Yeah. You know, the sort of colonial protectorate mindset. It's funny that you brought up that question specifically because the reason why I got into that conversation that really helped me solidify how I feel about interacting with comrades, especially in the global south, was that it was some kind of Twitter beef over a comrade from Jamaica who said that he would support bourgeois nationalists in his own country over, um, you know, socialists in the first world. And, and you know, like that kind of got my hackles up. But you know, thinking about something like that, it's like, you know, the, the whole concept of nationalism search to get flipped on its head when you're talking about countries that are on the receiving end of imperialism where nationalism, you know, primarily like in order to be a nationalist in this country, you have to make that break with the, the colonists. You have to, um, you have to end that imperial relationship. And so like I, it in nationalism obviously wherever it is can go very, very wrong, you know, but at the same time, nationalism in, in a country that is being, you know, an oppressed by an imperial power is not the same as nationalism from the empire itself. That that I think that that is a very key distinction that a lot of people who maybe aren't thinking quite so much about, you know, local contexts are, are sort of thinking in the sort of theoretical abstract space that doesn't have much bearing in reality. Don't tend to see

Speaker 2:

yeah, that that is, that is exactly it. I think you got it perfectly. Um, but I am also going to say that I'm here in Brazil, we also have discussions with, usually that is the point where you determined that you are communist or you're an anarchist because usually the anarchist here are like, fuck nationalism. You guys are, you know, going to a very, um,

Speaker 3:

and playing with fire.

Speaker 2:

Yeah. Kind of playing with fire. Like you, you cannot do that. You're going to, you know, become worse than what we already have and stuff like that. And, um, the communists are usually like, well, you're not understanding the reality and you are too, in theory, it's a great debate exists. And I understand both sides of the oven and you know, usually a lot of like read that that brings us together better shape that he says that he's a panel last this. And I understand that so much because, you know, I almost always am hanging around enter artists. Like usually my friends are energies, but I am like profoundly communities. Like, you know, like it's always like I have a, you know, the hammers to go in my head, my forehead, like that level of communists. And so, uh, I use you to this, the debates and I usually think they are helpful. You know, they have to exist. There is supposed to be people telling us no nationalism is not okay because yeah, it can sometimes not be okay. You know, so we have to keep people reminding us that, but at the same time we have to remind them that, you know, not promoting or nationalism is it keeping with the status quo. At the same time,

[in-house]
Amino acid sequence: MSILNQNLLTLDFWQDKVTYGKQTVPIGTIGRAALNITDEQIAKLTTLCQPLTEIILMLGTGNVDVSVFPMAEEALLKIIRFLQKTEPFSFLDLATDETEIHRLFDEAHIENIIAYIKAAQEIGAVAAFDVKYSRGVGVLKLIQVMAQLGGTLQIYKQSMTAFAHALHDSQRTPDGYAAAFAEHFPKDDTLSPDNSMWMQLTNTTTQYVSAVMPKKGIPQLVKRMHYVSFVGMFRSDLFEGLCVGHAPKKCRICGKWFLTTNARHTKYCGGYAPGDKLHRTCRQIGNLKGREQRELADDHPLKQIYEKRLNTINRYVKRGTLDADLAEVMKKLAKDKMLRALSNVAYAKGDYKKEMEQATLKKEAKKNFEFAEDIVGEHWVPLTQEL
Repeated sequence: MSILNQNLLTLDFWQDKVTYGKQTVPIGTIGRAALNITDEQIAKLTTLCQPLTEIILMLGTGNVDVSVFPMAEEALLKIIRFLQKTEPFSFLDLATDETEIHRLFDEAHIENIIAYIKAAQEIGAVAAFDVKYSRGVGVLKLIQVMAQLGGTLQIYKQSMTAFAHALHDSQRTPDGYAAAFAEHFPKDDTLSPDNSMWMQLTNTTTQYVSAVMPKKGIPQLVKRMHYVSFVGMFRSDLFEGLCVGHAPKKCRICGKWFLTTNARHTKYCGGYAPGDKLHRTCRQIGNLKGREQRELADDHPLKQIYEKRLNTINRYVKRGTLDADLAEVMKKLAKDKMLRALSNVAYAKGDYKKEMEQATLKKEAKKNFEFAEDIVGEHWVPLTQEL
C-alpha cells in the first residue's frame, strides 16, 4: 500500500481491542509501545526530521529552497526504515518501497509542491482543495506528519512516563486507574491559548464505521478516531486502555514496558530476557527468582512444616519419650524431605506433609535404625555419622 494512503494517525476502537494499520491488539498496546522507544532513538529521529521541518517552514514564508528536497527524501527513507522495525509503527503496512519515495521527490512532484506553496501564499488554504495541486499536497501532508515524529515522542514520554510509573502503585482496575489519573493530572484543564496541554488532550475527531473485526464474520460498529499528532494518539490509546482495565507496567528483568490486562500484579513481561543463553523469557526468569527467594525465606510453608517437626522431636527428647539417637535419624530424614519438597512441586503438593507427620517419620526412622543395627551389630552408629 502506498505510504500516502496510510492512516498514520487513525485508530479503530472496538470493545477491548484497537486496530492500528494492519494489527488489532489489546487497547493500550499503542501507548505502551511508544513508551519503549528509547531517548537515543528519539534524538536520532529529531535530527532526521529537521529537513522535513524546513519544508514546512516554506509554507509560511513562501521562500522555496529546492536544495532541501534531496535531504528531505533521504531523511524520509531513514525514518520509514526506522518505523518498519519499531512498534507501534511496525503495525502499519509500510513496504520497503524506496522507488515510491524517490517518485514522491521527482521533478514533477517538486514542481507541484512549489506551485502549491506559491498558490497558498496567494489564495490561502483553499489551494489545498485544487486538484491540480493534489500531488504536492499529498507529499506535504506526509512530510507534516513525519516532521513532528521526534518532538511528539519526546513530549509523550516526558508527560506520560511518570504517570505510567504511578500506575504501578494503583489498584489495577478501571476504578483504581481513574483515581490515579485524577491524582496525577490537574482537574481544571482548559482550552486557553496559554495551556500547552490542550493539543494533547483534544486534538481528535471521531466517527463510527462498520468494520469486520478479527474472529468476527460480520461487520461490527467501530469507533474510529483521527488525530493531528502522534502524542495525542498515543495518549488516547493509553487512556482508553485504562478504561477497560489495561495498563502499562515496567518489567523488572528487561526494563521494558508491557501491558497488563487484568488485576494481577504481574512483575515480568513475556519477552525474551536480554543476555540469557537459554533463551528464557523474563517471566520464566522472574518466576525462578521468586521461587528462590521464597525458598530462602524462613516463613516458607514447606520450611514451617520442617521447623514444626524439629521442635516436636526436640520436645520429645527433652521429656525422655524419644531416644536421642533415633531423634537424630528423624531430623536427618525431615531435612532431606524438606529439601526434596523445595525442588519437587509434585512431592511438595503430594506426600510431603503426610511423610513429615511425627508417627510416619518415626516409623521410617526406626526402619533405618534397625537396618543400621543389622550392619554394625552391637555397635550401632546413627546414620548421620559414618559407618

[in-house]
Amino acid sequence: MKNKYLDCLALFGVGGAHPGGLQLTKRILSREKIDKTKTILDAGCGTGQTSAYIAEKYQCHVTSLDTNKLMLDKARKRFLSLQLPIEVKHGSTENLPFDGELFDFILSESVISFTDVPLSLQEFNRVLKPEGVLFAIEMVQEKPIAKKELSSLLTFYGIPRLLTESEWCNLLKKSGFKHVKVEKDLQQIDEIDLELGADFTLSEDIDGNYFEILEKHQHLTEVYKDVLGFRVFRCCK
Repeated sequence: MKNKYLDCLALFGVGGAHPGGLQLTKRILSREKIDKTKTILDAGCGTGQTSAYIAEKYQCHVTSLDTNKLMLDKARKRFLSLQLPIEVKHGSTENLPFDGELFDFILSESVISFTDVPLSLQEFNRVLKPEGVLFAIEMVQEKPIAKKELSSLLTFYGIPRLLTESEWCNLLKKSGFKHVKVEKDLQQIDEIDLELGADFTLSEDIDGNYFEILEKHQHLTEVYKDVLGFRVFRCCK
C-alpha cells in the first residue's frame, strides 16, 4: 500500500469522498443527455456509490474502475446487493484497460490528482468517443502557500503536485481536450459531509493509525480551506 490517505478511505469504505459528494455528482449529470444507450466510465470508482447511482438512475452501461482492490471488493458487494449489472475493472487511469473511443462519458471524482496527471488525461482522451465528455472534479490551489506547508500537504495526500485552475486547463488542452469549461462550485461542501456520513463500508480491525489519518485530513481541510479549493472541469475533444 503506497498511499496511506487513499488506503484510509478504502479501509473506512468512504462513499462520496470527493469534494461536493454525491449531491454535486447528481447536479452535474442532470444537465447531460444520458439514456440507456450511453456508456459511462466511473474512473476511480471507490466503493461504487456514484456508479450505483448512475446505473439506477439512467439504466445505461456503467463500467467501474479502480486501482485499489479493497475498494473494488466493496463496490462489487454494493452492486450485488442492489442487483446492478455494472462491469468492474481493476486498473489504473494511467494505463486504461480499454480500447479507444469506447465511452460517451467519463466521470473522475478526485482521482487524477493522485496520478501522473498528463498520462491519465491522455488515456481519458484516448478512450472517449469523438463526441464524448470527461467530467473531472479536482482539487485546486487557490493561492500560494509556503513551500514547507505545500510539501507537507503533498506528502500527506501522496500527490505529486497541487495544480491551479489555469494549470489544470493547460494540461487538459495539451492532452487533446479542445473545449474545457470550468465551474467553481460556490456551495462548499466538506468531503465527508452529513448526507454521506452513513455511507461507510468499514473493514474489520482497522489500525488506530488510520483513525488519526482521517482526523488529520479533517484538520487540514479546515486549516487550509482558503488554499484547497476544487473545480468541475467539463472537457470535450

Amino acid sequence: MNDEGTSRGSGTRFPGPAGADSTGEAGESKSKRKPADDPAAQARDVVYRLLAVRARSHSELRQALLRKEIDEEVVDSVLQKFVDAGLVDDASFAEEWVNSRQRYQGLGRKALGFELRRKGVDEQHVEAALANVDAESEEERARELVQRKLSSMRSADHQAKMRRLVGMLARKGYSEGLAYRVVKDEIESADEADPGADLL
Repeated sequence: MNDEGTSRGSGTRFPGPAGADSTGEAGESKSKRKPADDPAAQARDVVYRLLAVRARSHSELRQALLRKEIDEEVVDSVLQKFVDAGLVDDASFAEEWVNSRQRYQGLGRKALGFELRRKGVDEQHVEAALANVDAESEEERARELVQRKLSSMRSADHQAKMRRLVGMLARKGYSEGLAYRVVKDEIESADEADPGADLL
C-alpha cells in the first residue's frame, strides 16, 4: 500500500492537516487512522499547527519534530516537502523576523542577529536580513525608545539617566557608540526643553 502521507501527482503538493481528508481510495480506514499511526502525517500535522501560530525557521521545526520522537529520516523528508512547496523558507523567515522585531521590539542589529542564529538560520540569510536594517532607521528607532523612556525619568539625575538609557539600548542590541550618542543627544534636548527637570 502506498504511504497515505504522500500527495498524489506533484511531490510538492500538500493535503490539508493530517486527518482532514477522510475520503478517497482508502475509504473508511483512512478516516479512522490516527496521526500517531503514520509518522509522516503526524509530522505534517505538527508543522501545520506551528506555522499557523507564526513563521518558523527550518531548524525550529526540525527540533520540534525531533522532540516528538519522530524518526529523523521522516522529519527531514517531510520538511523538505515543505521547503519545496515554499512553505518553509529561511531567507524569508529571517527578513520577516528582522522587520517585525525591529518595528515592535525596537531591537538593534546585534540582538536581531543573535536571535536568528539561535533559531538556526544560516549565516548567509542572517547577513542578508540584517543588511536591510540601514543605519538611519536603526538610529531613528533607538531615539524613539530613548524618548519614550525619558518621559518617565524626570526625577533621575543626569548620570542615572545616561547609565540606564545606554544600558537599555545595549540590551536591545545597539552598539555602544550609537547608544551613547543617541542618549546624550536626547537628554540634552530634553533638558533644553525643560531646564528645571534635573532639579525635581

Speaker 1:

solidarity and power building amongst oppressed people can be described or could be called nationalism. But as Paulo Freire says, it's oppressed people that will free us from the system. So it's hard to say, you know, nationalism is always bad because as it is applied in places that are oppressed, it can have positive connotations and symbols,

Speaker 2:

industrial in record system, that is the dialectics of reality.

Speaker 1:

I did promise somebody, I would never learn what that word means. Um, just so you know, that's, that's fine.

Speaker 2:

I'm sorry to anything. It's been, you know, the, the academic side to discover station cannot run from it.

Speaker 3:

Uh, it's, it's fine. She, she tends to poke me is when I start getting a little bit too academic. So it's mostly because I don't understand so, but you know, um, with the, the nationalism, we talked about that a little bit on, uh, where in our praise our brown, where we talked about where we talk to our heavier from Les Brown berets. And it's, it's again that, that idea of, you know, an oppressed group of people sort of binding together in, in a common identity that is formed, you know, in a primarily as a response to colonial and imperial oppressions. And having this, this, you know, shared a strong identity together in the form of nationalism is what helps them to really find, find a way to actually fight back against the, uh, the oppression that they are facing. Again, you have to be careful about it. That's why you know, your anarchist friends are important to, to keep reminding people that you can't. Like, you know, the dialectics must, must flow continuously. You can't speak, he can't, you can't stop at one point and say, nationalism, nationalism is, is a force for liberation here. Therefore, nationalism always and get stuck into that, but not recognizing that where that nationalism is coming from is, uh, is, is something that a lot of people tend to miss.[inaudible]